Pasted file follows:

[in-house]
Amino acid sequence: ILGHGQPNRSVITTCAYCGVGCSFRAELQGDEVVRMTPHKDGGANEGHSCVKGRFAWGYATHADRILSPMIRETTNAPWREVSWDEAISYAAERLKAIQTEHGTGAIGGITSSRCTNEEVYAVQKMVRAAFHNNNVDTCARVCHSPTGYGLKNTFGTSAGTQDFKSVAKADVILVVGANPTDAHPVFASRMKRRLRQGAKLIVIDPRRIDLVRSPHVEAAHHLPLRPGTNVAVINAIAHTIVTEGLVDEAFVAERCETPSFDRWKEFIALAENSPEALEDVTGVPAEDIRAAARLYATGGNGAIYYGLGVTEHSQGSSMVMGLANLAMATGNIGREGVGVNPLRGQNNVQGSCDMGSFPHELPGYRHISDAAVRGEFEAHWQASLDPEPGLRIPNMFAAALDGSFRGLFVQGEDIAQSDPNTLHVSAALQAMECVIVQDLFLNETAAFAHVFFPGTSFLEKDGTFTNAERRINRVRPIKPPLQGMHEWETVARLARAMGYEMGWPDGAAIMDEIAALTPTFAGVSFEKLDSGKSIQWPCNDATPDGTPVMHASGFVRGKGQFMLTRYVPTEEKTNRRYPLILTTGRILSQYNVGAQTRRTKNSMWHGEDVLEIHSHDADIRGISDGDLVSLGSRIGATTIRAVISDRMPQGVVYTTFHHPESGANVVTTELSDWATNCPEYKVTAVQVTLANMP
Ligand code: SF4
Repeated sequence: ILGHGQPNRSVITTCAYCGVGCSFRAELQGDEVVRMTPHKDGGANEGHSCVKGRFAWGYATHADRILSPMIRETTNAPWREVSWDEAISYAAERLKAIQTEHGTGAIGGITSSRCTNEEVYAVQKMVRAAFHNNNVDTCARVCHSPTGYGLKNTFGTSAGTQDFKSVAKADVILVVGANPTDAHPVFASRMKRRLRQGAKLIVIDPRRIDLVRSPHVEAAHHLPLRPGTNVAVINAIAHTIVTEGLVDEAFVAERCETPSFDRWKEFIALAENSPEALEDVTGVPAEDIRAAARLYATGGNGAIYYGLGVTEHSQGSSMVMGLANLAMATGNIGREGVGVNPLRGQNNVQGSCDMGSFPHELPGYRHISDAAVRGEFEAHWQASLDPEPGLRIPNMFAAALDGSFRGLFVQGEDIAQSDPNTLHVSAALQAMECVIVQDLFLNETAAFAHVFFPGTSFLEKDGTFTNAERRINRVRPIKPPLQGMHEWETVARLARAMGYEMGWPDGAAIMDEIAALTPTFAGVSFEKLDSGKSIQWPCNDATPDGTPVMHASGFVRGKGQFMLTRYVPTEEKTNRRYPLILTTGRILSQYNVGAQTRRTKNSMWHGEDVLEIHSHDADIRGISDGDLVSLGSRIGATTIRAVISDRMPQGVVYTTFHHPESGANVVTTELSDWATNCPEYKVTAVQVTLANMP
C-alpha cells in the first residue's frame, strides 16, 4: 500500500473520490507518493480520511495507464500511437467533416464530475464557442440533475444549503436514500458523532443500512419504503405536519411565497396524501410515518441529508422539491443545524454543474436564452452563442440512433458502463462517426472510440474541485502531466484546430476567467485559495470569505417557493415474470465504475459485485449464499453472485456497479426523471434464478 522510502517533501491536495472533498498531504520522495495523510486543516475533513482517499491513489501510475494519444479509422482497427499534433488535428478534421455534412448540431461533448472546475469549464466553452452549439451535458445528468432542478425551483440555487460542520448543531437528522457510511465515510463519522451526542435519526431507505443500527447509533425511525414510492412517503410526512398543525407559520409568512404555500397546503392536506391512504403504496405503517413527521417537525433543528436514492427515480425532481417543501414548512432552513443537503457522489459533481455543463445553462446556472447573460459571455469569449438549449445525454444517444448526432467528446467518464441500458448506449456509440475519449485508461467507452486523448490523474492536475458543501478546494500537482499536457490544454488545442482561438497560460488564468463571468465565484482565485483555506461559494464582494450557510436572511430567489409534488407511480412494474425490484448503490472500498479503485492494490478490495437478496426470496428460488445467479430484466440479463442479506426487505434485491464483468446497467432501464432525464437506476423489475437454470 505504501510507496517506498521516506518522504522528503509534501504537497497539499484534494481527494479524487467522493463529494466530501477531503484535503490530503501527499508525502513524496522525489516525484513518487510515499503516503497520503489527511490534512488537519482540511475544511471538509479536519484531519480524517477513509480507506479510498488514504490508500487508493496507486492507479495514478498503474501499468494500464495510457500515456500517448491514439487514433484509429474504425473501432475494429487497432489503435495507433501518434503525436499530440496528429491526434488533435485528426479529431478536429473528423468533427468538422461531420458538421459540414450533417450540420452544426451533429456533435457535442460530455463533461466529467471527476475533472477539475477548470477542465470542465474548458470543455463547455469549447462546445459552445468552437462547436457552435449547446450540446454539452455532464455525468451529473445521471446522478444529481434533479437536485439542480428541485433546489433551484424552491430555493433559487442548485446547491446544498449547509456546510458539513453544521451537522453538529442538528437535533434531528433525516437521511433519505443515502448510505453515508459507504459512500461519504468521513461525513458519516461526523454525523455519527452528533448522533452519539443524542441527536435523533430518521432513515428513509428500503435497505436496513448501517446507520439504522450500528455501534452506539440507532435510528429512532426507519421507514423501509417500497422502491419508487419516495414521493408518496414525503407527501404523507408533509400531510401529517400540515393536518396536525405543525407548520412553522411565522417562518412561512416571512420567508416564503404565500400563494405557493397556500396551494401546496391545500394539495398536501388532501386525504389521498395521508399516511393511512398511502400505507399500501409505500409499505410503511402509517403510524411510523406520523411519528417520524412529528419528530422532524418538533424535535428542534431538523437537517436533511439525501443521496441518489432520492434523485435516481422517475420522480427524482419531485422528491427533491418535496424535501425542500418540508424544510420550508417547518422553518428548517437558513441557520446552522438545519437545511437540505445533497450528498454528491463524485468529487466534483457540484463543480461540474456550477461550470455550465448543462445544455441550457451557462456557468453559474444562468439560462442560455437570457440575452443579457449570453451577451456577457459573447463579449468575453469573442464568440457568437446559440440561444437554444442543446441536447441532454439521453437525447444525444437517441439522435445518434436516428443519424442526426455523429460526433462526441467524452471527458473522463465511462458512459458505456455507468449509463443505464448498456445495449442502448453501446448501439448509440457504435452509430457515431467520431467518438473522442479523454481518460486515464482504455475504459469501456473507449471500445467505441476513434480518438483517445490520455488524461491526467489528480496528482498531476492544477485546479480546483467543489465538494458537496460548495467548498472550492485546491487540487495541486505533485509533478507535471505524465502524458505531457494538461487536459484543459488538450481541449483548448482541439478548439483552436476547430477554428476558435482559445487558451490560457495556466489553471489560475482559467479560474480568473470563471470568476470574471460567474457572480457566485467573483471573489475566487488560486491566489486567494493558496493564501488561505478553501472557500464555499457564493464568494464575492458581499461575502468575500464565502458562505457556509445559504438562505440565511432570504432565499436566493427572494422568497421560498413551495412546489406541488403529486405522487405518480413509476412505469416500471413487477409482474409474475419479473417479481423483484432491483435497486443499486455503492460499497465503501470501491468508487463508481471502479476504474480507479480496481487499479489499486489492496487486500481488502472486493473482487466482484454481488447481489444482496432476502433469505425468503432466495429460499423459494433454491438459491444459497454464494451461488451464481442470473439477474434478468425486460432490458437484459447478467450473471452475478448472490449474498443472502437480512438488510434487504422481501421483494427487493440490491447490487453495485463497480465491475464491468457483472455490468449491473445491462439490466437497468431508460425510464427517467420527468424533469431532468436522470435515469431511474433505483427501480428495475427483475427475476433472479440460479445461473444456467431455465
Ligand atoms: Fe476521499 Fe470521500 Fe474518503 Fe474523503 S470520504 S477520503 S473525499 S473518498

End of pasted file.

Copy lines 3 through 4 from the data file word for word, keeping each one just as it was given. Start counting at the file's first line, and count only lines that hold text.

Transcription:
Ligand code: SF4
Repeated sequence: ILGHGQPNRSVITTCAYCGVGCSFRAELQGDEVVRMTPHKDGGANEGHSCVKGRFAWGYATHADRILSPMIRETTNAPWREVSWDEAISYAAERLKAIQTEHGTGAIGGITSSRCTNEEVYAVQKMVRAAFHNNNVDTCARVCHSPTGYGLKNTFGTSAGTQDFKSVAKADVILVVGANPTDAHPVFASRMKRRLRQGAKLIVIDPRRIDLVRSPHVEAAHHLPLRPGTNVAVINAIAHTIVTEGLVDEAFVAERCETPSFDRWKEFIALAENSPEALEDVTGVPAEDIRAAARLYATGGNGAIYYGLGVTEHSQGSSMVMGLANLAMATGNIGREGVGVNPLRGQNNVQGSCDMGSFPHELPGYRHISDAAVRGEFEAHWQASLDPEPGLRIPNMFAAALDGSFRGLFVQGEDIAQSDPNTLHVSAALQAMECVIVQDLFLNETAAFAHVFFPGTSFLEKDGTFTNAERRINRVRPIKPPLQGMHEWETVARLARAMGYEMGWPDGAAIMDEIAALTPTFAGVSFEKLDSGKSIQWPCNDATPDGTPVMHASGFVRGKGQFMLTRYVPTEEKTNRRYPLILTTGRILSQYNVGAQTRRTKNSMWHGEDVLEIHSHDADIRGISDGDLVSLGSRIGATTIRAVISDRMPQGVVYTTFHHPESGANVVTTELSDWATNCPEYKVTAVQVTLANMP